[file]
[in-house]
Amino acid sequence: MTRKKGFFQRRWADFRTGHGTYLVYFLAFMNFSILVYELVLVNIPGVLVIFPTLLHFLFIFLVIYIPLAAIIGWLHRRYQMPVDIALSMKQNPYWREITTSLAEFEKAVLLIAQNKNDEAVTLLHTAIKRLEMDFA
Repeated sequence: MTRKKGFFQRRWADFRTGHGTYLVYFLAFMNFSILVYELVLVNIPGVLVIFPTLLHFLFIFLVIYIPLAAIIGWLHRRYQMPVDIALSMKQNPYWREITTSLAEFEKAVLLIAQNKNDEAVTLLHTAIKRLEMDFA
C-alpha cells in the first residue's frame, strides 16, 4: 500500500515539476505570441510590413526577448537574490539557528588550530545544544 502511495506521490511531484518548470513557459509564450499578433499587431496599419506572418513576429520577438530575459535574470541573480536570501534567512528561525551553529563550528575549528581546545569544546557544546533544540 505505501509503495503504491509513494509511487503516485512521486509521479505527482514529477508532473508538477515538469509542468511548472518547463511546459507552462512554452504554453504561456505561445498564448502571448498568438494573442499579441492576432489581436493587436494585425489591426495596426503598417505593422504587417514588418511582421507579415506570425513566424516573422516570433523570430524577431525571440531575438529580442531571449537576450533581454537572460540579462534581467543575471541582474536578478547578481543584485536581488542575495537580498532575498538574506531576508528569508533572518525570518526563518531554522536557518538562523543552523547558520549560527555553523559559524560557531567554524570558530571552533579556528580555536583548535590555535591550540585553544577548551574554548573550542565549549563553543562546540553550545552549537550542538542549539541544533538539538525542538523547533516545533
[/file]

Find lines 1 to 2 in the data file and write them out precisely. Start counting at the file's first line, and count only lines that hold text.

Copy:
[in-house]
Amino acid sequence: MTRKKGFFQRRWADFRTGHGTYLVYFLAFMNFSILVYELVLVNIPGVLVIFPTLLHFLFIFLVIYIPLAAIIGWLHRRYQMPVDIALSMKQNPYWREITTSLAEFEKAVLLIAQNKNDEAVTLLHTAIKRLEMDFA